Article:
Horns Escape Princeton

Whew! Chalk that &#145;W&#146; up! <P>Despite trailing by three at halftime, Texas survived a fearless effort by a scrappy Princeton squad and scratched out a 57-54 victory before 10,671 noisy fans at the Erwin Center Sunday. </P>

They had to overcome a frigid first-half shooting effort to do it.

It’s definitely the season for Frosty the Snowman, but nobody knew he was gonna don a Longhorn jersey and start clankin’ shots on national television.

The Horns started the game with a display of icy shooting that would’ve made the Snowman proud, hitting one of their first 12 shots before Brandon Mouton muscled in a tip at the 9:01 mark to cut Princeton’s lead to 8-7. Prior to that, Texas had managed one, lone three-pointer from Mouton and a couple of free throws from Brad Buckman.

UT hit only 6 of 26 shots from the field in the first half, including 3 of 11 treys, and found itself behind 21-18 at the intermission. Twenty-three percent from the floor ain’t generally gonna cut it.

But with this Texas team, you can just about bank on the fact that if they are struggling offensively, they are dishing out the same medicine to their opponent, and Sunday was no exception. "Coach told us not to worry, the shots would start falling," said Chris Ogden. "He said just keep playing defense, which we did."

"It was tough," said Mouton post-game when asked how it felt to look up at the 10-minute mark and see only three points for the Horns, "but we knew it would be that kind of game. Two great ballclubs doing what we do well, playing defense."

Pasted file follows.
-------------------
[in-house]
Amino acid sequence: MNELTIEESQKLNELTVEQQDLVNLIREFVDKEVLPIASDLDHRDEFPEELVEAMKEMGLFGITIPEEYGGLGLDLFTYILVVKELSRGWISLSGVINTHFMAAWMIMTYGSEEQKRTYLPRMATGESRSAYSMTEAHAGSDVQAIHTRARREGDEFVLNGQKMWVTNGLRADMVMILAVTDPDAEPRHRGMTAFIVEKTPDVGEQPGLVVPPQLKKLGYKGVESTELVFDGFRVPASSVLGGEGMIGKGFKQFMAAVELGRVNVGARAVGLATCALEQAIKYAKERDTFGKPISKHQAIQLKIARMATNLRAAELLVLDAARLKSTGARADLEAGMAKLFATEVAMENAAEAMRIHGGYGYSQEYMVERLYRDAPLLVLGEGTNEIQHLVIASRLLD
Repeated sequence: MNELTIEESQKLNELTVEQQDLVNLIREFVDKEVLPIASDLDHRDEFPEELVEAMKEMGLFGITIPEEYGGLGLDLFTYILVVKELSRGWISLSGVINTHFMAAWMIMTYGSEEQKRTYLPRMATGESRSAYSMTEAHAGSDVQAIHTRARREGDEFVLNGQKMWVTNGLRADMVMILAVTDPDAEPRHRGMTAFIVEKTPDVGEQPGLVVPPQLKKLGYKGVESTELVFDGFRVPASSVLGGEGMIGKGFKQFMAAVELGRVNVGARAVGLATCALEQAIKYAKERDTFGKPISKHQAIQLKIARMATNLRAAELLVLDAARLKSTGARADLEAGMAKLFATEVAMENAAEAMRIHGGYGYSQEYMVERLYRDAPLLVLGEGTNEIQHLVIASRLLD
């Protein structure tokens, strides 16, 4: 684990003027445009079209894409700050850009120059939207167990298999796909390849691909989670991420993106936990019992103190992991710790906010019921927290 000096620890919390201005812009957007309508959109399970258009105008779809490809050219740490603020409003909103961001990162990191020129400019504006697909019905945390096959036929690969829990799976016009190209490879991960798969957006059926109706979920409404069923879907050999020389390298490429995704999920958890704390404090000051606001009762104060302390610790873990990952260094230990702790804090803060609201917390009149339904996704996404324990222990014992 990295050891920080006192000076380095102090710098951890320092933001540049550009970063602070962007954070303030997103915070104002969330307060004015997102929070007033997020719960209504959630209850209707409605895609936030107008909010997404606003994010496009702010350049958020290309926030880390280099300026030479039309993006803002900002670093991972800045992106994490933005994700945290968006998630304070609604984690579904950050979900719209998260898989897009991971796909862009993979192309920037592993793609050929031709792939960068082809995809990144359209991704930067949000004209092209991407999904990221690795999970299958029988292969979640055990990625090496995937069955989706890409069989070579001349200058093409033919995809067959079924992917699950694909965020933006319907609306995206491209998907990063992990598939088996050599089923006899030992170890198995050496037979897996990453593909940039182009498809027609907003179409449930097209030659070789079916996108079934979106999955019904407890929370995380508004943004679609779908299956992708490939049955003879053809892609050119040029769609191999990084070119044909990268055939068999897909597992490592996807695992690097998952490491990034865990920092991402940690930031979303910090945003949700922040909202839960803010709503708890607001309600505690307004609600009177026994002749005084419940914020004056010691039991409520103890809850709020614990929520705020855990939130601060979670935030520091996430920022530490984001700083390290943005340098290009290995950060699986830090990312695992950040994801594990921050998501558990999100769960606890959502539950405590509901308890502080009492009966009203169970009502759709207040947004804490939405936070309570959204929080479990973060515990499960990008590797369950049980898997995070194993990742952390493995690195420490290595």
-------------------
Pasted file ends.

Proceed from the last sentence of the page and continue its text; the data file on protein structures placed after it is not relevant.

According to Rick Barnes, the Tigers clogged the middle of the lane to take away T.J. Ford’s penetration and force the outside shot, which Texas failed to convert. They also scurried back on D after their own missed shots. "You look at Princeton’s offensive boards — only seven for the game — and that tells you that as soon as the shot was taken, they went straight back to defend and keep us from running."

Happily, the Horns, and Mouton in particular, lit the offensive heaters in the second half. Texas managed to knock down 50 percent from the floor after intermission, giving itself enough offense to turn back a Tiger team that seemed anything but awed by facing the No. 10 team in the nation on its home floor.

Give some credit to Princeton — these guys are Ivy Leaguers but gave a Big East effort against Texas. Never mind that they had beaten the Horns the last two times the teams had played — in 1997 and ’98. "I’ve watched them enough to know they were capable of this," said Barnes.

Mouton kept Texas in it all night, scoring a game-high 21 points on 7 of 14 shooting. He had help, particularly late, and it came from an unlikely source. Ogden came in midway through the second half and steadied the team. His trey at the 3:58 mark broke a 48-all deadlock and gave Texas a lead it would not relinquish.

"The great thing about having depth is you can go down the bench and find guys who are ready to play, and Chris was ready tonight," said Barnes. "If you took a poll of the team and asked them who had the highest basketball IQ on the squad, no question it would be Ogden. He played a long time, handled the fatigue and did an even better job on the defensive end."

But it was Ford who sealed the deal for Texas. With the game on the line with less than 25 seconds to play, Ford calmly sank four straight free throws to keep Princeton at bay. "We shut him down in the first half but he kept coming," said Tiger guard Ed Persia of Beaumont about Ford. "He made the big shots at the end — that’s what great players do."

The Horns, now 7-2, will break for Christmas before tipping it off again Dec. 30 against Louisiana Tech at 7 p.m. in the Erwin Center.

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